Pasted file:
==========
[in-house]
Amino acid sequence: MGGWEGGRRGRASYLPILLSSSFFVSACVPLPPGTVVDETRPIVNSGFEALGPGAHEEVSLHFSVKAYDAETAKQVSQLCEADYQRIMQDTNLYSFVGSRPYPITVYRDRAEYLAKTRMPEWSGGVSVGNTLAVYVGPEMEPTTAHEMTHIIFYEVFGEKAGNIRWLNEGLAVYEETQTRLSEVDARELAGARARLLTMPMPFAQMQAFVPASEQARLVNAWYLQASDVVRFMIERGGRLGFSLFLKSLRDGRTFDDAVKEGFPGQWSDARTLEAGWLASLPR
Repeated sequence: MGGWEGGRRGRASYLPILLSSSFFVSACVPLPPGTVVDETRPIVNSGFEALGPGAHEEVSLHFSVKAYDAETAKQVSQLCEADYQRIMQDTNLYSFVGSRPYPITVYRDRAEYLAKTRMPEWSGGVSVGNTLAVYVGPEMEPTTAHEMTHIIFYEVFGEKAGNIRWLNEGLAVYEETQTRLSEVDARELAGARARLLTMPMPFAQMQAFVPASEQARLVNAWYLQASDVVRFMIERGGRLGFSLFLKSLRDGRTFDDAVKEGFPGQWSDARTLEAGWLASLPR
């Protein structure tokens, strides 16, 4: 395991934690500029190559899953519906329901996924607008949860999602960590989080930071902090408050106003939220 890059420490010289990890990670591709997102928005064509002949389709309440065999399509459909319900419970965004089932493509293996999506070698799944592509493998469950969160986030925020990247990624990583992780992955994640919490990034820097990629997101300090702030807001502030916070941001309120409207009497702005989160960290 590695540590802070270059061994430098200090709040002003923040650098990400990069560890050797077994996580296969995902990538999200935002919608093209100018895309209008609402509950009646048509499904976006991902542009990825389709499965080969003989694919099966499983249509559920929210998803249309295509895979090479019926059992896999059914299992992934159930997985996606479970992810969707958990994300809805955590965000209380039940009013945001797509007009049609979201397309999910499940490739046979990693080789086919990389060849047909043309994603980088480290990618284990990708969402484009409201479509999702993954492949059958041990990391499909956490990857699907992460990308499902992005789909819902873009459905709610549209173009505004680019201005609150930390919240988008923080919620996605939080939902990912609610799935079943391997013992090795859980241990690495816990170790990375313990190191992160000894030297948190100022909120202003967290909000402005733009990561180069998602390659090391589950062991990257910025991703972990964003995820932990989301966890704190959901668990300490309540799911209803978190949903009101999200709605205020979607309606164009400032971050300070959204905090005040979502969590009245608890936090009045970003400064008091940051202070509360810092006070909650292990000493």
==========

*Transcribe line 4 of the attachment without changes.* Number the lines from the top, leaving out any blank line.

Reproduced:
């Protein structure tokens, strides 16, 4: 395991934690500029190559899953519906329901996924607008949860999602960590989080930071902090408050106003939220 890059420490010289990890990670591709997102928005064509002949389709309440065999399509459909319900419970965004089932493509293996999506070698799944592509493998469950969160986030925020990247990624990583992780992955994640919490990034820097990629997101300090702030807001502030916070941001309120409207009497702005989160960290 590695540590802070270059061994430098200090709040002003923040650098990400990069560890050797077994996580296969995902990538999200935002919608093209100018895309209008609402509950009646048509499904976006991902542009990825389709499965080969003989694919099966499983249509559920929210998803249309295509895979090479019926059992896999059914299992992934159930997985996606479970992810969707958990994300809805955590965000209380039940009013945001797509007009049609979201397309999910499940490739046979990693080789086919990389060849047909043309994603980088480290990618284990990708969402484009409201479509999702993954492949059958041990990391499909956490990857699907992460990308499902992005789909819902873009459905709610549209173009505004680019201005609150930390919240988008923080919620996605939080939902990912609610799935079943391997013992090795859980241990690495816990170790990375313990190191992160000894030297948190100022909120202003967290909000402005733009990561180069998602390659090391589950062991990257910025991703972990964003995820932990989301966890704190959901668990300490309540799911209803978190949903009101999200709605205020979607309606164009400032971050300070959204905090005040979502969590009245608890936090009045970003400064008091940051202070509360810092006070909650292990000493």